Mys­tery of the Sunken Sil­ver

The site of the an­cient Jiangkou bat­tle­field is lo­cated on the Min­jiang River in Jiangkou Town, Peng­shan County, Sichuan Prov­ince. The pro­tected area of the site spans east to the high­way, west to the river em­bank­ment, south 1,000 m to the Min­jiang River Bridge, and north 500 m to the con­flu­ence of the Min­jiang River and Fuhe River, cov­er­ing an area of ap­prox­i­mately one mil­lion sq.m.

Ac­cord­ing to the Shu­nan jishi (“Records of Mis­for­tunes in the State of Shu”) from the early-qing Dy­nasty, when Zhang Xianzhong's troops left Sichuan by the river, there were too many sil­ver in­gots for the wooden ships to carry. Zhang there­fore or­dered his men to in­sert the sil­ver in­gots into wooden scab­bards so that they could float down the river, plan­ning to sal­vage them later in the nar­rower sec­tions of the river. How­ever, his army was later at­tacked and ships blocked his course, so most of the sil­ver in­gots sank.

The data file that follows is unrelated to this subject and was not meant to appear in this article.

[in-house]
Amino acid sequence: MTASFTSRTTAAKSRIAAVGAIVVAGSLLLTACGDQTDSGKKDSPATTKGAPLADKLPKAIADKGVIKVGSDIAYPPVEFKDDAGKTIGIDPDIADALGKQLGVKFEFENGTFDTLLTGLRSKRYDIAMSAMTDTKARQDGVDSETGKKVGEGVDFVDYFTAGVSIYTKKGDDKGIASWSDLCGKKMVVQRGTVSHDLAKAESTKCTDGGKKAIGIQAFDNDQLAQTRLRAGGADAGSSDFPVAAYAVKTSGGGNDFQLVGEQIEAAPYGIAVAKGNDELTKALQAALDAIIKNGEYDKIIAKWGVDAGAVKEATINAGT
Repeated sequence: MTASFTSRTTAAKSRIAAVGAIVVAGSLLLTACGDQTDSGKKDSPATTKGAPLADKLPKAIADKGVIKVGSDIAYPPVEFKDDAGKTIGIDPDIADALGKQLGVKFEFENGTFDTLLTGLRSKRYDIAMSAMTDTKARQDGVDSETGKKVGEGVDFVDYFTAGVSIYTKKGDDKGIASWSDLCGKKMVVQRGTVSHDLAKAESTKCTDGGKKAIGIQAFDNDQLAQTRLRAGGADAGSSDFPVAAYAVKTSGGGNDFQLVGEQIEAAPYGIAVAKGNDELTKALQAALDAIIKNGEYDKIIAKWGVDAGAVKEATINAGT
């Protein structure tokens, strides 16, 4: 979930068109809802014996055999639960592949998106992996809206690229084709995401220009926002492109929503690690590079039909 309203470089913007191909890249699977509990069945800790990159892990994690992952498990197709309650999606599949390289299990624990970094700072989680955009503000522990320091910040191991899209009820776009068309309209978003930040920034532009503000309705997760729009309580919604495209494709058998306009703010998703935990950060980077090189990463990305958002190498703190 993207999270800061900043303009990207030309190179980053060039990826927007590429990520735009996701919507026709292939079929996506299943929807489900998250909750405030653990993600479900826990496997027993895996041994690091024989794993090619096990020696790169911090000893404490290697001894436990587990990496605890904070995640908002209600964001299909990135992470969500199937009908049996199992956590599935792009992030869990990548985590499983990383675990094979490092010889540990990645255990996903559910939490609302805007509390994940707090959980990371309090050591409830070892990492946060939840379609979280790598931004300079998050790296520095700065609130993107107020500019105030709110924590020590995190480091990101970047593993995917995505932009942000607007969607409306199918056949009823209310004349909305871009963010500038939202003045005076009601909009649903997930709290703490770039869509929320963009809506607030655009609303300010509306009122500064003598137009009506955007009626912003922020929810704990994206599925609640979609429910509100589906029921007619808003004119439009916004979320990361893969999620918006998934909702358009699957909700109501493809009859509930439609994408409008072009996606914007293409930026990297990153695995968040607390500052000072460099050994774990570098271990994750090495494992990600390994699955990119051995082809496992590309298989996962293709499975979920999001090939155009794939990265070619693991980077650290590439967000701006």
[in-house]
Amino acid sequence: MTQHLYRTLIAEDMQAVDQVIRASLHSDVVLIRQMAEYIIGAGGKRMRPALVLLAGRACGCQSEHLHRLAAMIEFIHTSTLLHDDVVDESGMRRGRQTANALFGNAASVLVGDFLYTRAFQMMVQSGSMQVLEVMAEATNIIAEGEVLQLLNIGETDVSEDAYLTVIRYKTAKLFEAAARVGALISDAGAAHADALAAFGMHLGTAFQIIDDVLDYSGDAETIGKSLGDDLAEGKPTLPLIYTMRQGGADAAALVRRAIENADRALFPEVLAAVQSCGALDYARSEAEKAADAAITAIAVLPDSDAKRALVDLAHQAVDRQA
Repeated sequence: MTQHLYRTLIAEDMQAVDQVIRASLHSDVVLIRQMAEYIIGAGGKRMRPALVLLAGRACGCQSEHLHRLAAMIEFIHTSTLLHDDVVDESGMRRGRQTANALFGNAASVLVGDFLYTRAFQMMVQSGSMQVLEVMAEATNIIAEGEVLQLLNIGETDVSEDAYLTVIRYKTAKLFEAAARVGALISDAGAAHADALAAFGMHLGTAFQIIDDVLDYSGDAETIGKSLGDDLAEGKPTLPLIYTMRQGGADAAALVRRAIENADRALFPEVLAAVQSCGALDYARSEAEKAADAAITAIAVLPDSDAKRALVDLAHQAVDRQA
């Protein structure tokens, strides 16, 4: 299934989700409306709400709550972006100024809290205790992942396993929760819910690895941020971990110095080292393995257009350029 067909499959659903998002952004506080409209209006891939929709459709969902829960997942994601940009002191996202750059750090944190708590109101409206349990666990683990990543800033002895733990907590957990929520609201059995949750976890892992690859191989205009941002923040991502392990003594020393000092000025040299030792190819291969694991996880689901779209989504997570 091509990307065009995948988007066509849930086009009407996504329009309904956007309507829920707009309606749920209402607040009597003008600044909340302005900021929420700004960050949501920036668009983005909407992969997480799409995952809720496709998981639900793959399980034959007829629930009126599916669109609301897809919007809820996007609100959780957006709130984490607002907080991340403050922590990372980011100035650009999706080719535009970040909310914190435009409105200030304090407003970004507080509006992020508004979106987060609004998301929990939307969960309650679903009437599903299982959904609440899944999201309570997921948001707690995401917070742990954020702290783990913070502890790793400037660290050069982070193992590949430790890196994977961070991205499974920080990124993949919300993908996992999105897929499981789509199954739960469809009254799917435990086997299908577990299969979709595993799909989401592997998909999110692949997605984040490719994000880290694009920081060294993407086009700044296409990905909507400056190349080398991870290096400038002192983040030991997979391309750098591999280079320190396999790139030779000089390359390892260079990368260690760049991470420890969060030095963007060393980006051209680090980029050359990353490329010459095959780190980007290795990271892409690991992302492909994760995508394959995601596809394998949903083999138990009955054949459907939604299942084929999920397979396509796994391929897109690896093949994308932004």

Ac­cord­ing to the Peng­shan xi­anzhi (“Jour­nal of Peng­shan County”), “In win­ter 1794, a fish­er­man dis­cov­ered a scab­bard in the Jiangkou River and re­ported it to Viceroy of Liang­guang Sun Shiyi. He sent men to Jiangkou to sal­vage trea­sures for

many days, where they re­cov­ered tons of sil­ver, jew­ellery and jade items.” Em­peror Xian­feng (reign: 1850–1861) of the Qing Dy­nasty asked Chengdu Gen­eral Yu Rui to try and ex­ca­vate the river, but they re­turned empty-handed. Dur­ing the Repub­lic of China (1912–1949) pe­riod, the Sichuan army also con­ducted spe­cial sal­vage op­er­a­tions, but un­cov­ered lit­tle.